Until you find that sweet equilibrium between your natural urges and the outside world, you are constantly in turmoil.  You know you’re special, but your image is average.  You have a passion for painting, but you spend all your time at work.  You are an expert bicyclist, but everyone knows you as the insurance guy.  It can configure in the other direction, as well:  you’re well respected and powerful, but you harbor an inner self hatred; you have a great job that brings valuable benefits, but an insistent whisper suggests you hit the road.

 

Most of us live most our lives walking this tightrope.  Few actually figure out the balance.  But all of us could work harder at it.  We know that the happier we are, the happier others are around us.  It’s the compassionate thing to work at finding your particular balance in life.

 

Young people and older workers who have given up ambition don’t pay much attention to branding; it’s us middle-agers, struggling to get past Seth Godin’s infamous Dip who concern ourselves with such ultimate challenges.  It’s desperation tactics by a generation that has tried everything else.  It’s the best way we can invent to find our place on this globe.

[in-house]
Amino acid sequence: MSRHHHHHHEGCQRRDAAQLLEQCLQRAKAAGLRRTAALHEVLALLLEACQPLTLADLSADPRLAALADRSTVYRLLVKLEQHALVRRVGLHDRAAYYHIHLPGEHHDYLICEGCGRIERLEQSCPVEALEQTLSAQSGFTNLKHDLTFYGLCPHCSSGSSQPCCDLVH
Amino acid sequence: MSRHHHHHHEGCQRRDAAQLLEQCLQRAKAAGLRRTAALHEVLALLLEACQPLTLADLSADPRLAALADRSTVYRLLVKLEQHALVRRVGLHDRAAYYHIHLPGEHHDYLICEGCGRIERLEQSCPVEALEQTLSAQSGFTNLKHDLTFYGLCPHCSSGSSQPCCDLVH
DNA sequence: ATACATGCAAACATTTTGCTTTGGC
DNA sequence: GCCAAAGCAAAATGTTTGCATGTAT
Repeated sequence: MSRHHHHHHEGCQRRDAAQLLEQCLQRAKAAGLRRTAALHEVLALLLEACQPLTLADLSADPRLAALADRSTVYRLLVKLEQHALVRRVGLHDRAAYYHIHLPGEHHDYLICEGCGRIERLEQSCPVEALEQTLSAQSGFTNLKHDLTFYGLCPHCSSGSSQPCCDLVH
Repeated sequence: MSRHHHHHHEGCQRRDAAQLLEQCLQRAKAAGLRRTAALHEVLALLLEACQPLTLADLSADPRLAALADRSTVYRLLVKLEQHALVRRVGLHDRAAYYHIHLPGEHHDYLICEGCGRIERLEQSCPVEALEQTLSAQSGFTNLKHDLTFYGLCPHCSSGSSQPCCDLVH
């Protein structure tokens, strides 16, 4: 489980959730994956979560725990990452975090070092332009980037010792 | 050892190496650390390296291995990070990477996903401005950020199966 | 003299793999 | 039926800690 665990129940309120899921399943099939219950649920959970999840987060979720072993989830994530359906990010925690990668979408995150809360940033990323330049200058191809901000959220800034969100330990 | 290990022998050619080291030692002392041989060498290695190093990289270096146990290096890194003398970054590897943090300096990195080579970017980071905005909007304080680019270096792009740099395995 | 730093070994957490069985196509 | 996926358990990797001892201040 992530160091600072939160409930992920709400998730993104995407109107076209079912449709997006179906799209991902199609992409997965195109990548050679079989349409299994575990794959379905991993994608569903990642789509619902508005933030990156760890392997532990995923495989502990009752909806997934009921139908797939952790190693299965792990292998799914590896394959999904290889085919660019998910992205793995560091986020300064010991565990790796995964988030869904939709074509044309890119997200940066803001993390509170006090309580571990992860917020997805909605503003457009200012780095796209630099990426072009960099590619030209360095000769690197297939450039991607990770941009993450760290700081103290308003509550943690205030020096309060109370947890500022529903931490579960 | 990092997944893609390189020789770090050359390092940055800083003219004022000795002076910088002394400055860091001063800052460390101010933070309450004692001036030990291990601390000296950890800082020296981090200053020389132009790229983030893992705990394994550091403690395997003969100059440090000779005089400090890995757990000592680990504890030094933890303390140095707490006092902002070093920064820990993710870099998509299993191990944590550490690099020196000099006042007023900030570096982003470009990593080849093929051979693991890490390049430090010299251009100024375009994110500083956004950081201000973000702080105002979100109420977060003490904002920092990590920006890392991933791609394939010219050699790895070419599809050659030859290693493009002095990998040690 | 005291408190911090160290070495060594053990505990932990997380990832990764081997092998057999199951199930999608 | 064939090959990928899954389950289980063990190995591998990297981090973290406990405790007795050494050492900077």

But I’d surely love to convince a few young people or hopeless workers to start considering what their brand might be.  By getting an early start, greater balance may perhaps be achieved; and, on the other hand, it is certainly better late than never.  If everyone is working on developing their brand, I believe we can build a stronger society, a culture characterized by self-knowledge and sharing. 

Obedience and change

“Obedience works fine on the well-organized, standardized factory floor. But what happens when we start using our heads, not our hands, when our collars change from blue to white?”  So questions Seth Godin in his blog this morning.  Such an essential query for all Americans these days. 

I’m reminded of a pertinent quote from Peter Maurin of Catholic Worker fame:  “Industrialism has released the artist from the necessity of making anything useful.  Industrialism has also released the workman from making anything amusing.”  

Though we are hugely indebted to the Industialists for the technological and social advances it provided, we’re also suffering from a serious lack of personal creativity resulting from Industrialism’s ‘obedience.’   On one hand, we’re sorely lacking in self-knowledge; on the other, we lust after a ‘four-hour work week’ and believe we’re entitled to privilege without perspiration.